Evangelical Christianity underwent extraordinary expansion―geographically, culturally and theologically―in the second half of the twentieth century. How and why did it spread and change so much? How did its strategic responses to a rapidly changing world affect its diffusion, for better or for worse? This volume in the History of Evangelicalism series offers an authoritative survey of worldwide evangelicalism following the Second World War. It discusses the globalization of movements of mission, evangelism and revival, paying particular attention to the charismatic and neo-Pentecostal movements. The trends in evangelical biblical scholarship, preaching and apologetics were no less significant, including the discipline of hermeneutics in key issues. Extended treatment is given to the part played by southern-hemisphere Christianity in broadening evangelical understandings of mission. While the role of familiar leaders such as Billy Graham, John Stott, Carl Henry, Martyn Lloyd-Jones and Festo Kivengere receives full coverage, space is also given to lesser-known figures, such as Edward Carnell, Agnes Sanford, Orlando Costas, John Gatu and John Laird. The final chapter considers whether evangelical expansion has been at the price of theological coherence and stability, and discusses the phenomenon of "postevangelicalism." Painting a comprehensive picture of evangelicalism's development as well as narrating stories of influential individuals, events and organizations, The Global Diffusion of Evangelicalism is a stimulating and informative contribution to a valuable series.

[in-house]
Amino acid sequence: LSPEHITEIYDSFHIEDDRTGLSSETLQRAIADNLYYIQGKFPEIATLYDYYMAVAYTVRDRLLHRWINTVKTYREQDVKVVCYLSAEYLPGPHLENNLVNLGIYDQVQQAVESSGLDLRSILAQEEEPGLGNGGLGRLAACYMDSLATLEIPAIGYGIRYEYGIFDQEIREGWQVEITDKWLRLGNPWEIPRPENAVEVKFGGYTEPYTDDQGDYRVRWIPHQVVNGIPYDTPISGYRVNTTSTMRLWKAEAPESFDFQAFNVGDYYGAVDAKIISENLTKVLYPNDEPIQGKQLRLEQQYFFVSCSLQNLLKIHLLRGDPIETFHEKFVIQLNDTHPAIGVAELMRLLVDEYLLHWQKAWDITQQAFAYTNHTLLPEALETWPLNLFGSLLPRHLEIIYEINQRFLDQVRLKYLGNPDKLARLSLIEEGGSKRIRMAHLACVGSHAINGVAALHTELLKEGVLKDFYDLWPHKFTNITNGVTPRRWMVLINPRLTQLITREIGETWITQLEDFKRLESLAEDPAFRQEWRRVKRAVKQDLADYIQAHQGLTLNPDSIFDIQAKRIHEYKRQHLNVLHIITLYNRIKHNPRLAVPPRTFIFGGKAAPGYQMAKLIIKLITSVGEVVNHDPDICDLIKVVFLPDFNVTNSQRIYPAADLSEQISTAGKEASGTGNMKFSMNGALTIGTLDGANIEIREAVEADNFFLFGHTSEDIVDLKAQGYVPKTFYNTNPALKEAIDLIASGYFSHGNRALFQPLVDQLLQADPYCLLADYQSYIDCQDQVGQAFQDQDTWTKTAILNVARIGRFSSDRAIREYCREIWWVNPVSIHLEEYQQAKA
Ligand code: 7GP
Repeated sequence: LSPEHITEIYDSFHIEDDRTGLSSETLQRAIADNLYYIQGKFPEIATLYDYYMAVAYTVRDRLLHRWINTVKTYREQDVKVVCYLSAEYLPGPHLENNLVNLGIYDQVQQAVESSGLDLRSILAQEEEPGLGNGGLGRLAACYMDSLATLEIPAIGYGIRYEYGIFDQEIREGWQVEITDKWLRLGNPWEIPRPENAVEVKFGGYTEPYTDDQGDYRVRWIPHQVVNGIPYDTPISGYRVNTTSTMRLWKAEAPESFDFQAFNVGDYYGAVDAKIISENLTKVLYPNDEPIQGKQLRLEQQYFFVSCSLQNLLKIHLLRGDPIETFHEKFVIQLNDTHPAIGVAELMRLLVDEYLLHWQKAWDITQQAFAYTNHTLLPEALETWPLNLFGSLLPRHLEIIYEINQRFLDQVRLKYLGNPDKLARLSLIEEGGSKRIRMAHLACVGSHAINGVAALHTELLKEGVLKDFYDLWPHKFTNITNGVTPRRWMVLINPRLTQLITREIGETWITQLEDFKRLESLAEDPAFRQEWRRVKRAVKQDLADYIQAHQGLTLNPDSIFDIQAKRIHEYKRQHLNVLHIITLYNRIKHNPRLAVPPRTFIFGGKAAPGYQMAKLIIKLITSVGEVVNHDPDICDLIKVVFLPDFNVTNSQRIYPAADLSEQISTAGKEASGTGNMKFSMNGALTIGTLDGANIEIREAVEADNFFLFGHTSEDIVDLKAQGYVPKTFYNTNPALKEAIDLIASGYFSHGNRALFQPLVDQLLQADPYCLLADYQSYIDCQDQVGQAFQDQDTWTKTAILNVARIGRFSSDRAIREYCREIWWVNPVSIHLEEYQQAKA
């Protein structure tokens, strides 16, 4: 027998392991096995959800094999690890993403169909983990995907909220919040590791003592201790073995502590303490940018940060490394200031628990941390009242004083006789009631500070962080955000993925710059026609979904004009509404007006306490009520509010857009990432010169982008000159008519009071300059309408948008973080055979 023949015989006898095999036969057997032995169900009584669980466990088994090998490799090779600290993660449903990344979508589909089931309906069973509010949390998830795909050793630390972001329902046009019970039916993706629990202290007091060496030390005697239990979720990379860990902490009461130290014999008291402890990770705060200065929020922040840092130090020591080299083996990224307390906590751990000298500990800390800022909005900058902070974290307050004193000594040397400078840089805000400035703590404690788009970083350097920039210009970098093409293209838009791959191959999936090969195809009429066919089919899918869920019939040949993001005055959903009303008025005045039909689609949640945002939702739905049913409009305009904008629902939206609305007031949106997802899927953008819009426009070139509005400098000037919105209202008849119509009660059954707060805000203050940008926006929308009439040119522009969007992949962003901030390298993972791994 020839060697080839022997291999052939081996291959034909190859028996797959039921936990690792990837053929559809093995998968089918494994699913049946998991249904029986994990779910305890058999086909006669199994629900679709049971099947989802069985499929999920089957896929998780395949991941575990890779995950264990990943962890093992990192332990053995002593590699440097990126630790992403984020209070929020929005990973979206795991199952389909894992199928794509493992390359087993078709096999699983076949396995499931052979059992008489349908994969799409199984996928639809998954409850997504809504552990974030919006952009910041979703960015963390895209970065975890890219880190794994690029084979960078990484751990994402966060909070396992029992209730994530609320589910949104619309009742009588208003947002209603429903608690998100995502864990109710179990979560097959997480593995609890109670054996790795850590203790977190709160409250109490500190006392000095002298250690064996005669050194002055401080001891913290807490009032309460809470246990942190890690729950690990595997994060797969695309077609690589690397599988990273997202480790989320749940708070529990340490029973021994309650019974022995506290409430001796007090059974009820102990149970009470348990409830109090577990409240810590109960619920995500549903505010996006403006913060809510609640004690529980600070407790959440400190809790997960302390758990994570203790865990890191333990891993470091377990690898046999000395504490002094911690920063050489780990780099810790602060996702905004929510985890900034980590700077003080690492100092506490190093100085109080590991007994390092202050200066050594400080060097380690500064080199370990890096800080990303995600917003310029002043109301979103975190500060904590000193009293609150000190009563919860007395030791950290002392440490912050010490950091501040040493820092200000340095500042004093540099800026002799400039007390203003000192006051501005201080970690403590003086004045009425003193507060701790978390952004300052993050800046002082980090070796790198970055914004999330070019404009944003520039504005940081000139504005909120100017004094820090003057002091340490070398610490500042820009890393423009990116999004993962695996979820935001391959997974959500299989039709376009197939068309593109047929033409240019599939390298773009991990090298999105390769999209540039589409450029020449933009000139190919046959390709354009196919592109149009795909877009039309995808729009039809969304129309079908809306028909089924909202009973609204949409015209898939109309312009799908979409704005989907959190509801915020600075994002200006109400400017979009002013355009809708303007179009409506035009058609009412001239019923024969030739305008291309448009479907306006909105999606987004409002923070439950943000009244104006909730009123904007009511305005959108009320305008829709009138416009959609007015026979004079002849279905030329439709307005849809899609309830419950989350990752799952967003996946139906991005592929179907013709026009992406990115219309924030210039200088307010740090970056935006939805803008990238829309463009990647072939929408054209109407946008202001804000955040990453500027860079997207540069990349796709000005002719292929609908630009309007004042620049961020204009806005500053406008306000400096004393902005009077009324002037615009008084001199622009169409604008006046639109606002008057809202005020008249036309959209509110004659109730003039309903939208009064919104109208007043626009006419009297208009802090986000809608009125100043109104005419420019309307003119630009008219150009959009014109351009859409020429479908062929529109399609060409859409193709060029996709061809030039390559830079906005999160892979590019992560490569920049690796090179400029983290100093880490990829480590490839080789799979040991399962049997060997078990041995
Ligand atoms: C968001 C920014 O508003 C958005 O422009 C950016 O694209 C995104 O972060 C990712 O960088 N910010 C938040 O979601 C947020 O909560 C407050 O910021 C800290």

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Brian Stanley (Ph.D.) is professor of world Christianity and director of the Centre for the Study of World Christianity at the University of Edinburgh School of Divinity. He is the author of The World Missionary Conference: Edinburgh 1910 and editor (with Sheridan Gilley) of volume 8 of The Cambridge History of Christianity, World Christianities, c. 1815–c. 1914.Review:
"This is an important and skillfully written book that deserves to reach a wide audience. . . . The book concludes with the question of whether global diffusion also means the global disintegration of Evangelicalism. Anyone interested in this question, which is vital to the future of the movement, should read this book." (John Maiden, Journal of Ecclesiastical History, October 2014)
"Stanley's valuable historical overview provides all of us with a great deal to consider." (Pro Rege, March 2014)
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